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  Weekly Market 4.0: How Producers Sell Their Products on the Internet | Bit Updates
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Weekly Market 4.0: How Producers Sell Their Products on the Internet

Wednesday, December 20th, 2017 | bitcoin updates

          
    
    
    (Image: Brigitte Wagner, in the public domain (Creative Commons CC0))
                
            
             Direct marketers of agricultural products bypass the price pressure of the large retailers. In order to gain new customers, some are now also using the Internet. Platforms such as pielers.de and marktschwaermer.de bundle the offers.
            

        

        The over 300 Angus cattle and water buffalo on the "yard by the sea" in the Wesermarsch only get to eat grass – in summer in the pasture, in winter in dried form. Lovers like the special meat taste. Angus roast or buffalo minced meat from Norderschwei are not offered in any supermarket, the operators Bianca and Michael Theerkorn rely on direct sales. It is sold in the farm shop, at weekly markets in the region, to the catering trade – and over the Internet. "We ship nationwide, even to Austria," says Michael Theerkorn.
Just like the "Hof am Meer", there are more and more direct marketers. According to the rural areas network, online marketing is becoming increasingly important for businesses. Biokisten are popular in the big cities, which are ordered on the Internet and delivered by the producers to their homes. The disadvantage: The customer has only a limited influence on the content.
Online weekly market On the Internet platform "Pielers", customers can click on any desired product – a kind of weekly market 4.0. "Piel" means "direct" in Low German. Pielers was founded a year ago by the economist Julia Köhn from Geestland. Around 50 producers around Bremerhaven now offer their products, from farmer's black bread to apple juice and crabs. The customer can shop with several providers at the click of a mouse on a digital marketplace. "But he only gets one bill," says Köhn.
The concept envisages that consumers from the region have the opportunity to order the whole assortment; If you live further away, you will only be able to deliver something durable. "The cucumber is a hyper-regional product, it makes no sense to send it to Munich," emphasizes Julia Köhn. Next year, she wants to get producers from all over Germany on their platform and thus expand the offer. Köhn takes an agency fee and ensures that the logistics work. The customers appreciated the quality of the products and the time savings.
Additional distribution channels Founder Köhn comes from the management consultancy. Professionally, she and her husband were very involved, so there was little opportunity to buy fresh and quality local food. So she came up with the idea to launch the internet platform pielers.de. Most producers who spoke to Köhn already had their own internet shop. You see Pielers as an additional distribution channel, like the "Hof am Meer".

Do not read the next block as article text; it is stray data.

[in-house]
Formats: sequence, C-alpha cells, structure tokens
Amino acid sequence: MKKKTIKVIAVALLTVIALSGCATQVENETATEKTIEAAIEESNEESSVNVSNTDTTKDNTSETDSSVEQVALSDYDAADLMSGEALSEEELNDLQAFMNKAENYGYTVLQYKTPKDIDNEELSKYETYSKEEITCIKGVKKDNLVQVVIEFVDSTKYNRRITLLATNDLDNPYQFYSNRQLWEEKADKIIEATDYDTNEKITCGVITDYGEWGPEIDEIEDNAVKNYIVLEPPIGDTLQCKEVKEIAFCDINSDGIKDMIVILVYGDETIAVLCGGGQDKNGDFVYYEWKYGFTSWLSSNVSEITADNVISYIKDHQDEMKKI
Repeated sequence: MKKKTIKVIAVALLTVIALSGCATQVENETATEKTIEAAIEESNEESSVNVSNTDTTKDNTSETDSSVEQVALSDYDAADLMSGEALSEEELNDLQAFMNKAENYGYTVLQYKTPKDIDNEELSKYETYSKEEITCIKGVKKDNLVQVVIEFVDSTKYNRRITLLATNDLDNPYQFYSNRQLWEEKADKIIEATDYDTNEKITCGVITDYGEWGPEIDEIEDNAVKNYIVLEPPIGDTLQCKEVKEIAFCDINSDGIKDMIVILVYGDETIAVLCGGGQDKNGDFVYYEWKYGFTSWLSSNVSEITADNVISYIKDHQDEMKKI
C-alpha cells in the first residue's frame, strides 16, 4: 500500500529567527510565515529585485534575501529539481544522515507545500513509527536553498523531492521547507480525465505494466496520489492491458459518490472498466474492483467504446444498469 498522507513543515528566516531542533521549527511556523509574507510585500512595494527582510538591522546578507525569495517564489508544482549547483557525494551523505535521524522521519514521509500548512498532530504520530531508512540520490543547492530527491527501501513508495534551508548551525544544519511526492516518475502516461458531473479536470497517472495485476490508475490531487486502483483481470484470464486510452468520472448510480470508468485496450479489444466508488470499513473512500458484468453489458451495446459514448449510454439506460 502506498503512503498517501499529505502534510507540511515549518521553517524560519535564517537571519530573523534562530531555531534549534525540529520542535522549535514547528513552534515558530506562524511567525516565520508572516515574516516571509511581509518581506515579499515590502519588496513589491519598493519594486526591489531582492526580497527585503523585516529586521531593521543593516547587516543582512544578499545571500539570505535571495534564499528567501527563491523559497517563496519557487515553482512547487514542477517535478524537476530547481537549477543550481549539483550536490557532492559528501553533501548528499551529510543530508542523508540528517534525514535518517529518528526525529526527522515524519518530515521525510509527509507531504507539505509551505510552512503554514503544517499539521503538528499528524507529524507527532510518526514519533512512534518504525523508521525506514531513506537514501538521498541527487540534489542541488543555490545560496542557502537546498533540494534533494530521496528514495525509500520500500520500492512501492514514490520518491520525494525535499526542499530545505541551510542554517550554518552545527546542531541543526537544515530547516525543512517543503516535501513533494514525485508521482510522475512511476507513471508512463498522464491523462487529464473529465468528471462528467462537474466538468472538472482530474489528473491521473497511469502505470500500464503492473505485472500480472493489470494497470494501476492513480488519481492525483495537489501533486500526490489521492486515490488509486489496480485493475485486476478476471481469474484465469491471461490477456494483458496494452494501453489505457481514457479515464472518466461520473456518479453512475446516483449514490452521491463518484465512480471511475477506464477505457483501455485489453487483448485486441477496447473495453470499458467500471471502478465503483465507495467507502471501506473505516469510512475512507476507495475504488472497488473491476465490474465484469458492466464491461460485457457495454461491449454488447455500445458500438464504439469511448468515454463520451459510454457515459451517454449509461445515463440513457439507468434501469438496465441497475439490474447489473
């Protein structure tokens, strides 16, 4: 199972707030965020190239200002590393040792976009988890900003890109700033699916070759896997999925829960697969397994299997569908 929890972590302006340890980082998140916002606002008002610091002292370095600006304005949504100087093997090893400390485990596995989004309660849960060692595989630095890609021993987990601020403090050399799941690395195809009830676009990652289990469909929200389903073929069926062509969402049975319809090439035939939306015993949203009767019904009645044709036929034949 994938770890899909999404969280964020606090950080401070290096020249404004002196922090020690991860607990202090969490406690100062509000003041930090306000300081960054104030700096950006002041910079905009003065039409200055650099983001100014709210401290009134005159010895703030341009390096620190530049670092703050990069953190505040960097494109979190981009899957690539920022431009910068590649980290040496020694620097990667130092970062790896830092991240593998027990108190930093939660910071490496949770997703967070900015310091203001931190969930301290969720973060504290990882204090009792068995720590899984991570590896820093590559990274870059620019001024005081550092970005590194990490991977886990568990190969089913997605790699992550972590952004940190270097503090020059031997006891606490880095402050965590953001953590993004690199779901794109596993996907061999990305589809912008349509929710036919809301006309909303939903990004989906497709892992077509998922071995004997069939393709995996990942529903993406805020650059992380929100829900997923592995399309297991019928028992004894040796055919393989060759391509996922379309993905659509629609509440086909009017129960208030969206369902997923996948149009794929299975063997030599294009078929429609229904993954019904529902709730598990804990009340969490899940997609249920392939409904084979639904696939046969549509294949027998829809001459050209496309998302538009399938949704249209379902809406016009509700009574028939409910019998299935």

For other producers Köhn pioneered, as with the older peasant woman who wanted to give her a box of asparagus "for the Internet" in the beginning. "She does not know about digitization, but through us can participate," says Köhn. In the meantime, the farmer sends her smartphone photos of her wares so that they can be published on Pielers.
But direct marketers are not always as open-minded as the farmer's wife. The association of North German direct marketers counts around 100 member companies. Most of them shied away from the extra work due to the internet business, says branch manager Elke Sandvoß. "Only a few have their own online shop."
Enthusiasm is also the interest in the platform "Marktschwärmer", says Sandvoß. The idea comes from France: the customer orders and pays the goods online at the producer. The consumer brings the food once a week in one place – called "rapture" -ab; All producers travel to the edition. "That way, customers can find out more about the products than what's on the net," says Sandvoß. Nationwide, there are only a few well-functioning market swarms, in the spring of 2018, a new in Hanover-Ahlem.
Michael and Bianca Theerkorn could not imagine distribution without the Internet. After all, the profit margin is greater than when selling on the market – even if the construction of the online shop has cost a five-figure sum. "But you need a long breath to succeed," says Michael Theerkorn. "Customers have to first find one on the Internet." But there are enough consumers looking for special products online. "If we win a customer, then we keep it too."
 (Janet Binder, dpa) /

(Jk)

      

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